12-Week Training Plan

August 22, 2017

Rock the Road has partnered with Hybrid Fitness to bring you this 12-week training plan that started on Monday, August 21st but you can jump in whenever you want!! Whether you’re a new runner simply hoping to finish, or an experienced runner hoping to crack a 30, 25, or even 20-minute 5K, this plan is for you.

We will share the plan weekly on the Hybrid Fitness Centre facebook page and the Rock the Road facebook page but if you can’t wait to see the whole thing, click the link below.

Here are the descriptions of the ‘paces’ that we use:
1 – Repetition Pace (R) – Your fastest training pace. This is hard, but still not an all-out sprint. This is way faster than you’ll run your 5K.
2 – Interval Pace (I) – A hard pace, but one that you could hold for 10-15 minutes in a serious race. This is therefore still faster than you’ll run your 5K.
3 – Threshold Pace (T) – For most runners this is your 10K pace. You should be able to speak but not hold a conversation. Advanced runners should be able to run at this speed for up to an hour; Beginner/Intermediate runners should be able to run at this speed for at least 30-40min.
4 – Easy Pace (E) – A comfortable conversational pace. This might be anywhere from a slow walk to a light jog. For beginners this should be a walk.

Facebook message us if you have any questions!!

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2015 Results – Rock The Road 10K/5K

June 8, 2015

What a great day it was for a run!
Results have now been posted here: Rock The Road 2015 Results

Thank you so much to all of our Volunteers, Participants, and Sponsors – this event is was made successful by all that were involved!

See you next year!

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2014 Results – Rock The Road 10K, London Ontario.

August 17, 2014

5k/10k Overall Results (As of Aug.23, 2014)

Female Open Winners-10K

1. Rachel Hannah, 33:36.9
2. Lioudmila Kortchaguina, 34:28.9
3. Leslie Sexton London, 35:55.9

Male Open Winners-10K

1. Evans Maiko, 30:59.2
2. Terence Attema, 31:02.2
3. Andrew Nixon,  31:09.9

Female Open Champion-5K

1. Julie Hambleton, 18:29.7

Male Open Champion-5K

1. Jeremy Walsh, 17:43.9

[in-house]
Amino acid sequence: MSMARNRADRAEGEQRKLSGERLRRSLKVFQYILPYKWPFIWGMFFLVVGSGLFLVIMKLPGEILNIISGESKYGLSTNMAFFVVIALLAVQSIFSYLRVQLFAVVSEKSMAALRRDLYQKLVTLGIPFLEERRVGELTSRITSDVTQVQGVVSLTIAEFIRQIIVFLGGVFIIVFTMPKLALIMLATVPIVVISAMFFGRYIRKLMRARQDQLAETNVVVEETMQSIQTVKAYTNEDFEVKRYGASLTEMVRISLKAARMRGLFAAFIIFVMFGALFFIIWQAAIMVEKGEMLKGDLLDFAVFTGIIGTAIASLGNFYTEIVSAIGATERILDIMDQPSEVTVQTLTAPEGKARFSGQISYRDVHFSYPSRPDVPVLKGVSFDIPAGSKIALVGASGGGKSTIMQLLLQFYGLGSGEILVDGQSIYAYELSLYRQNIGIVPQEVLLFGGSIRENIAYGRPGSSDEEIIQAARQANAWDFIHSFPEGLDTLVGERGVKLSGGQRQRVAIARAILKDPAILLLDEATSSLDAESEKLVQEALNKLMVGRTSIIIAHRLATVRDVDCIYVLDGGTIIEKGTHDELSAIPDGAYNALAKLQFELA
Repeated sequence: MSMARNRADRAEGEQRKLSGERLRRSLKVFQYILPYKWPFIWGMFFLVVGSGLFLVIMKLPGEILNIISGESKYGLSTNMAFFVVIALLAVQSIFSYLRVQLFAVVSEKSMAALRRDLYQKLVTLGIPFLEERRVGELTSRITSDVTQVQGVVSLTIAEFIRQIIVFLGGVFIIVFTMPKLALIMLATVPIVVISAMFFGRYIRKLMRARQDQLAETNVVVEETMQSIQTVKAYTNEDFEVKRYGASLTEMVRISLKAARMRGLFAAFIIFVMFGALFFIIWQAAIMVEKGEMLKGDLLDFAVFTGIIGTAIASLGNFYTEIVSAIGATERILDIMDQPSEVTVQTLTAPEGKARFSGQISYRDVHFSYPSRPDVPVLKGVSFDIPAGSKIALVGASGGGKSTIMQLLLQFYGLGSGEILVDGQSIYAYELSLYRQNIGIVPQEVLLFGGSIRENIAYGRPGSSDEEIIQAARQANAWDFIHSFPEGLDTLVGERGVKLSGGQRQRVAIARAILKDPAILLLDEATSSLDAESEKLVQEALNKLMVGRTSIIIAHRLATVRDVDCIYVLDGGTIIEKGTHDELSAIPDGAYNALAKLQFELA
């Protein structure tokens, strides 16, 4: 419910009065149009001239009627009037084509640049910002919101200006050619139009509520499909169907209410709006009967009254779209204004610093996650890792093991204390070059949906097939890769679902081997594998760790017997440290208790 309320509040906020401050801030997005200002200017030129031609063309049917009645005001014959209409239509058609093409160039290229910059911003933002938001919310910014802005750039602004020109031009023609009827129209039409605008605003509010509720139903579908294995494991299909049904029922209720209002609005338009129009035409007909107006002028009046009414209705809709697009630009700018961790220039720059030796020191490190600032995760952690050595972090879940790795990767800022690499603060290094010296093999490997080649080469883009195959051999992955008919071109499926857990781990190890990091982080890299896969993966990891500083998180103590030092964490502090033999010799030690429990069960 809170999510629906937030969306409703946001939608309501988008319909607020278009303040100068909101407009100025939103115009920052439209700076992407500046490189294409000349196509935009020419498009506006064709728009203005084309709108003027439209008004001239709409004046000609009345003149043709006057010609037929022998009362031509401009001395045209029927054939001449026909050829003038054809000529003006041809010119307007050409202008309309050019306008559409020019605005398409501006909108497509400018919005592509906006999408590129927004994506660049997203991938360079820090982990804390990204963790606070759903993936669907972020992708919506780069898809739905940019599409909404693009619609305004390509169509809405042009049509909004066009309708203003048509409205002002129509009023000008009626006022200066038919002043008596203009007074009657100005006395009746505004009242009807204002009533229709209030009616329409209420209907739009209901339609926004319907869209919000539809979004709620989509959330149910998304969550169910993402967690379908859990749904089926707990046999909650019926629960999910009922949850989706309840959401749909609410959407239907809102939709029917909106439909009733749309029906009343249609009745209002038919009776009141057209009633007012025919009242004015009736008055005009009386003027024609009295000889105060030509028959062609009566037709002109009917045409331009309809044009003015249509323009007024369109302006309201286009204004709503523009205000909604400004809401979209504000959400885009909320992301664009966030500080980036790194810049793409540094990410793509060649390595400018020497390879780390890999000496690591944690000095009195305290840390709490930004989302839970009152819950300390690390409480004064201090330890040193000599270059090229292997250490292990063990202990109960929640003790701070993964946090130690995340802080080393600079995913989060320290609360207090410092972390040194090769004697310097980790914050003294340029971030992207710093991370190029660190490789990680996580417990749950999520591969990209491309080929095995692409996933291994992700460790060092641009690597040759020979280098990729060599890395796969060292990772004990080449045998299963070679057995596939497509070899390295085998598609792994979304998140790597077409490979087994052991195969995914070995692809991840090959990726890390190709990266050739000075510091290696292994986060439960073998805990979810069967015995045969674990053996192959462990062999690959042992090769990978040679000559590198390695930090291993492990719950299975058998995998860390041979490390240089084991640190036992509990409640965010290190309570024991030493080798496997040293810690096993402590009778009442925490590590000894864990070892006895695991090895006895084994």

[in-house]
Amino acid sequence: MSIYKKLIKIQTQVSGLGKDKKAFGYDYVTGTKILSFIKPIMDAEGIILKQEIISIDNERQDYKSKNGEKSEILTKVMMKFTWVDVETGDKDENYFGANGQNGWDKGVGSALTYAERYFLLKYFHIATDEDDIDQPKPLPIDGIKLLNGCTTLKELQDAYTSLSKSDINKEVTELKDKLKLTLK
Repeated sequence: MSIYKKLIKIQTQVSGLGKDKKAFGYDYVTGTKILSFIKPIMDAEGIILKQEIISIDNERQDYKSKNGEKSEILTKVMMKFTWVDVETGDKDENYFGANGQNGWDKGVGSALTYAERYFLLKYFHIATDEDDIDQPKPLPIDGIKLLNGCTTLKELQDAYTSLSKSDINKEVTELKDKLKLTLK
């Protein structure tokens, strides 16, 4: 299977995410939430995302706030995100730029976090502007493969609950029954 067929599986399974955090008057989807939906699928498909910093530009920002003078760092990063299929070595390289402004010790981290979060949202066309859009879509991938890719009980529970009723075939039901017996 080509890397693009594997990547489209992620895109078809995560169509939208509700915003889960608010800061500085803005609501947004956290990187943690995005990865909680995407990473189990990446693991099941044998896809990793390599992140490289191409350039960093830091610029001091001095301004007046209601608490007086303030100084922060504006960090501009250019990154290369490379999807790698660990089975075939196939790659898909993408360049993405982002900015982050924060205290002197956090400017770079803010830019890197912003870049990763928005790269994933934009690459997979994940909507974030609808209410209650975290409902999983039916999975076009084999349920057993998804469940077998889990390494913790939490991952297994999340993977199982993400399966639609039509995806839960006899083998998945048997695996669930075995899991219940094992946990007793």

A special thanks to Thames Timing for an excellent job with timing and results!

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Ambassador Susan says “Injuries Suck…Learn from my training errors!”

August 16, 2014

It’s always easier (and less painful) to learn from other runner’s mistakes. When I started training for my first marathon in 2008 I joined a running group and was running more consistently than I ever had before as well as including speed workouts in my training routine. I saw my running improve in a short period of time. A month before my marathon I ran Around the Bay for the first time. One of my running buddies at the time had warned me saying “Run it easy and save it for the marathon.” But I was feeling good on race day and ran Around the Bay hard. I was happy with my time and thought I was on track for a great marathon … little did I know that a series of training errors would leave me limping in a few short weeks.

Training Eraround the bayror #1: I ran Around the Bay on a Sunday and then did a workout on the Tuesday with the running group. The run was at a much faster pace than it should have been. My muscles and tissues were not recovered yet from Around the Bay. The result Mechanical Stress Overload!

Training Error #2: Being proud of myself for running well at Around the Bay I went out and bought myself a pair of new running shoes J There was a pair of really pretty Mizunos that I liked. Unfortunately what I didn’t realize was that they were racing flats and had a significant heel drop from the shoes I was wearing previously. Transitioning too quickly to a shoe with a larger heel drop puts a lot of additional stress on your calf muscles. The result Mechanical Stress Overload!

Training Error #3: By the end of the week following Around the Bay I had done 2 workouts at a faster pace in my new running shoes and my right calf was hurting. It wasn’t that normal muscle ache from a hard workout … it was pain. Unfortunately I received some pretty bad advice on how to manage the pain, which was to take ibuprofen and Tylenol and keep running. If you need to take medication to run, that’s probably a good sign you need to stop running and see a health care professional. Taking medications like Tylenol mask the pain you may be feeling allowing for more Mechanical Stress Overload! The ibuprofen when taken before a workout acts to block the inflammatory process before it even gets started. You need inflammation to heal! Inflammation is your friend if you want your muscles to heal after a workout!